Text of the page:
Friday, September 3, 2010

EJW Testimonial Puzzle

My reply to Buturovic and Klein is coming out any day now at Econ Journal Watch, so I've been checking the website fairly regularly in anticipation of the new issue. One thing they have on the right side of the screen is a series of what they call "testimonials". Basically readers gushing about Dan Klein and EJW. This one stood out as a little odd to me:

"David Hume once said “Truth springs from argument among friends.” For too long economics has been without serious challenge from without and within. Econ Journal Watch is important because it provides a mechanism for open and honest debate. Without serious debate, serious science is simply not possible."

— David C. Rose, Professor and Chair, Department of Economics, University of Missouri-St. Louis

Really? Are we thinking of the same discipline? I think of economics as being notoriously argumentative. One thing it does not suffer from is a lack of introspection (or external critique for that matter). I think EJW represents an attempt to elevate critiques that other economists don't see as particularly in need of raising - and that is all well and good. But to say that "for too long economics has been without serious challenge from without and within" seems quite divorced from the reality of the discipline.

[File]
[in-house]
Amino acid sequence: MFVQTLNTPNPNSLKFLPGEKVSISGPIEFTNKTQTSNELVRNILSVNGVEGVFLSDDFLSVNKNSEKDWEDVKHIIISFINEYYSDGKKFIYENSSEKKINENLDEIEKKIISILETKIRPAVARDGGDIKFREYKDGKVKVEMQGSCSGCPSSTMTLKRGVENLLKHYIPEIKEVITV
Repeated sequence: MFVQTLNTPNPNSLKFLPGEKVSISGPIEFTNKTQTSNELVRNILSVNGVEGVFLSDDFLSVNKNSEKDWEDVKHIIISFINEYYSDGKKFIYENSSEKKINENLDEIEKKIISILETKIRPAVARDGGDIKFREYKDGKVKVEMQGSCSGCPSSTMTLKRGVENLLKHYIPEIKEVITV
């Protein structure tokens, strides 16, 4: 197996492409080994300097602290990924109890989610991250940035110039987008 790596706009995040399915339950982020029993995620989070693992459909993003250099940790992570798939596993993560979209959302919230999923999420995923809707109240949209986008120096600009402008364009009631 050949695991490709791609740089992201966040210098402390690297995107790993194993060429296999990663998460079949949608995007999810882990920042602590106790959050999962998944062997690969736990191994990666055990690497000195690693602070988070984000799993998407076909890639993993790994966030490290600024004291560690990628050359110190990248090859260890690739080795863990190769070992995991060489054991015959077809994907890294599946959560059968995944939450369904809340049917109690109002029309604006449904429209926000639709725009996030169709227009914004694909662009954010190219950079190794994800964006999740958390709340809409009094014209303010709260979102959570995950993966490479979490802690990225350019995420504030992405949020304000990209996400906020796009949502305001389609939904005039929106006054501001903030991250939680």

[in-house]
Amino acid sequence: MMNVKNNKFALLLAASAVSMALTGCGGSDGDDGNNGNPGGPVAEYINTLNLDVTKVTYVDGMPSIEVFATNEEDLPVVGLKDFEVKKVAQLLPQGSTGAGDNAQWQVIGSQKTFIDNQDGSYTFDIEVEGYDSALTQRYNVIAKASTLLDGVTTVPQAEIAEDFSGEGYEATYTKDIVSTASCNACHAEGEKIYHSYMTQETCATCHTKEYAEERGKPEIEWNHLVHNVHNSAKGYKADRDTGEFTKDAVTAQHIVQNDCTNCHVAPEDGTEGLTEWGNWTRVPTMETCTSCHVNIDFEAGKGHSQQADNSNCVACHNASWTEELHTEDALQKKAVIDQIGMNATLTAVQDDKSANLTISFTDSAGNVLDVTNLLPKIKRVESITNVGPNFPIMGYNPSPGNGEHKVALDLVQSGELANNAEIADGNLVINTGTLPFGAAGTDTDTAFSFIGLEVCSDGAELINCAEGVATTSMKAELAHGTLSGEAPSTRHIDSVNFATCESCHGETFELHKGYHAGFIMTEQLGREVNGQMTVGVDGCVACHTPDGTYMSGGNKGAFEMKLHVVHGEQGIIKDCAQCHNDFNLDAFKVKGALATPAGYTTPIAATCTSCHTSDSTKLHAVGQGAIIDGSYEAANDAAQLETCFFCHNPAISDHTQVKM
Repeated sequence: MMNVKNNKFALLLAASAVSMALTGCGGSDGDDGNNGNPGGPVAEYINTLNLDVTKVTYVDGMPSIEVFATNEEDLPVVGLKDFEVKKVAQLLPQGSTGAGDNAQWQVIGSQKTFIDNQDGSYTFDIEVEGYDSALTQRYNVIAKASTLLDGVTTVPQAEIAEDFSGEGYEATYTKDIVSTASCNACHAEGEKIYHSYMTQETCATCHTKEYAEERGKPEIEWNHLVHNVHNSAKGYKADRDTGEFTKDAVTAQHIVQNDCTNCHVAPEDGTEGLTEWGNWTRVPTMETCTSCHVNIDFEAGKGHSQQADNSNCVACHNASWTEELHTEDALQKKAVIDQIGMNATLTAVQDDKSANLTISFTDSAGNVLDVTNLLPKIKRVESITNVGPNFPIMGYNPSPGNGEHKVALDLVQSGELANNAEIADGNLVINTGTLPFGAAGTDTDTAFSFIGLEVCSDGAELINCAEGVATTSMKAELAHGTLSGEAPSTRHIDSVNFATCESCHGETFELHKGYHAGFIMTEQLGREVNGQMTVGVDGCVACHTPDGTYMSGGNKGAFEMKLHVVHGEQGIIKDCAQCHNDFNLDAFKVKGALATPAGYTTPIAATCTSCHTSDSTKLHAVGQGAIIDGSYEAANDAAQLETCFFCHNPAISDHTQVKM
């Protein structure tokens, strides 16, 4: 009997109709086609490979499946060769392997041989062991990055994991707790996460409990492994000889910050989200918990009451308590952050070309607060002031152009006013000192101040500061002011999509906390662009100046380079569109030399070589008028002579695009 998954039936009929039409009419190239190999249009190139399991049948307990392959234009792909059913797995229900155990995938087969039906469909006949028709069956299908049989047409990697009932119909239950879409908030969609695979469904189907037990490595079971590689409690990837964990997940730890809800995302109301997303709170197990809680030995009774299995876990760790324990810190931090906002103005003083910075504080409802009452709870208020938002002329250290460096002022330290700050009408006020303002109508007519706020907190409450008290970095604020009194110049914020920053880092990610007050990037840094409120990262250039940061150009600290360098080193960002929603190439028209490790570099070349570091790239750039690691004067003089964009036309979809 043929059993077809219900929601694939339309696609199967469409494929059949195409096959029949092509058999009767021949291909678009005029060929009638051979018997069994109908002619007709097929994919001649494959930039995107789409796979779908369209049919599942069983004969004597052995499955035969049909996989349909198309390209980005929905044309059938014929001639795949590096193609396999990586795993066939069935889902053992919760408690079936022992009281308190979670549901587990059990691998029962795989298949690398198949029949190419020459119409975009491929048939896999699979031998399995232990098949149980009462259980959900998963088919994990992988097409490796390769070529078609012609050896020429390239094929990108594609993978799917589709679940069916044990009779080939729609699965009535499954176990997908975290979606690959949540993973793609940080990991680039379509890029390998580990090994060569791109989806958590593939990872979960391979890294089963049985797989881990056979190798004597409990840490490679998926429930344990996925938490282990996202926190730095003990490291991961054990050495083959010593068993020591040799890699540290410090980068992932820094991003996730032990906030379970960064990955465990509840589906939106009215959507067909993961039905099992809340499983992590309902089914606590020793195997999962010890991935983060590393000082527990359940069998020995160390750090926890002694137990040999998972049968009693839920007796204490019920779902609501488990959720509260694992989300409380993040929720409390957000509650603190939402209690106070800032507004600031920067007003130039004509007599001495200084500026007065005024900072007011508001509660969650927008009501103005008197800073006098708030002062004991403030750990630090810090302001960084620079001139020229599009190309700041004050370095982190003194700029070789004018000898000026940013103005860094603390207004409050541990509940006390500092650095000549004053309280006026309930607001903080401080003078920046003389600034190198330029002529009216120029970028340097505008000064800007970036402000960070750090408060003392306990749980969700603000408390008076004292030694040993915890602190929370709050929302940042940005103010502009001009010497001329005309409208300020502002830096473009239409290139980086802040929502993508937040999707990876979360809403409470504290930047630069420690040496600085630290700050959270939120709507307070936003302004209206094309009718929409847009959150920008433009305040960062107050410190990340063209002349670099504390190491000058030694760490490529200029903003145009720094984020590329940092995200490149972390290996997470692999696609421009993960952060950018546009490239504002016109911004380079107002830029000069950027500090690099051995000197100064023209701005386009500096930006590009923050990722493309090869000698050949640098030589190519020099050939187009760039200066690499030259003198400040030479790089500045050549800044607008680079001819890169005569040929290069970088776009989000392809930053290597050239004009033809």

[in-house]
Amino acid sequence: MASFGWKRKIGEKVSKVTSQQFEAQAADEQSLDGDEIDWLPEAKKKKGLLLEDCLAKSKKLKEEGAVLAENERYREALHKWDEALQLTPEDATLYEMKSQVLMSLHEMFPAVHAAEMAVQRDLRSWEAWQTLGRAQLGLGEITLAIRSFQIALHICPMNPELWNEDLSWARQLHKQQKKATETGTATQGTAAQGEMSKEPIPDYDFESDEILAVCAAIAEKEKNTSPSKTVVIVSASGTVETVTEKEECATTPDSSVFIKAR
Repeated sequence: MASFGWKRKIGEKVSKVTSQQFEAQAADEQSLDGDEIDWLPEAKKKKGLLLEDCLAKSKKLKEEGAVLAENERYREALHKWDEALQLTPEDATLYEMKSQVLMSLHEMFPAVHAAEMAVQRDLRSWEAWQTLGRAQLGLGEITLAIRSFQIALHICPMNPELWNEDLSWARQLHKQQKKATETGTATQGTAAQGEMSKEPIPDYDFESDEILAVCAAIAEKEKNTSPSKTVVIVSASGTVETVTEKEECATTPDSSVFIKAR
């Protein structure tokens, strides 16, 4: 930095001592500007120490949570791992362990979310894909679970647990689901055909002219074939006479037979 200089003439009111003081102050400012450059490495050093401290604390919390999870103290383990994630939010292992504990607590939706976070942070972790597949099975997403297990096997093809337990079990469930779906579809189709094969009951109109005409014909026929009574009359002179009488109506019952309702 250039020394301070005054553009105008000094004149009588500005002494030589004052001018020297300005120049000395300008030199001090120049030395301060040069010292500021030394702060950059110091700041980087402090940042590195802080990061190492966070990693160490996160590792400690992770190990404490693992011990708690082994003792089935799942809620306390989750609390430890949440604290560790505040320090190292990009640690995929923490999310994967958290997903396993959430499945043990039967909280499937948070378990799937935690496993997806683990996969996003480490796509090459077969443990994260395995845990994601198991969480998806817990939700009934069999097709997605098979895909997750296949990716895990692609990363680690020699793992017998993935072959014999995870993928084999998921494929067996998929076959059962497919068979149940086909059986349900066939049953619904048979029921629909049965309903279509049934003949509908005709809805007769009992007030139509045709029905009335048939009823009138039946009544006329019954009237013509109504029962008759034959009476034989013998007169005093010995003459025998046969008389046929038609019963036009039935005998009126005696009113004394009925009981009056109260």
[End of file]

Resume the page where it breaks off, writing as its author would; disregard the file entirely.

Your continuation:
I'm still chewing on what I think of EJW. It has some decent points to make, but then I read articles like Buturovic and Klein and it strikes me that EJW is not at the cutting edge of good economics at all. I don't think there's any need to sugar coat it - I don't think Buturovic and Klein could have been accepted to any journal that the author himself wasn't an editor for. Also in that issue there was an article with some pretty base, easily addressed, and quite thinly veiled Krugman bashing like what you'd read on any number of libertarian blogs.

There are good articles too, though, which makes thinking about it tough. There are some fantastic methodological critiques. There are good retrospectives on things like the euro. I'm still forming my opinion on it - I would not provide the gushing testimonials that some people do. But this one struck me as particularly odd-ball.


  1. "I think of economics as being notoriously argumentative."

    Isn't that a "eye of the beholder" sort of thing?

  2. More so than other things you mean?

    I mean - sure it's an "eye of the beholder" issue. I think most people think that economics is among the most vigorous in peer review, in introspection, in critique, etc. I can see why EJW might think it needs to elevate certain specific critiques - that makes sense. But the idea that economics has been getting by with a free pass isn't really accurate at all.

  3. Though I do not find it to be in any way surprising, I thought I would send this on:


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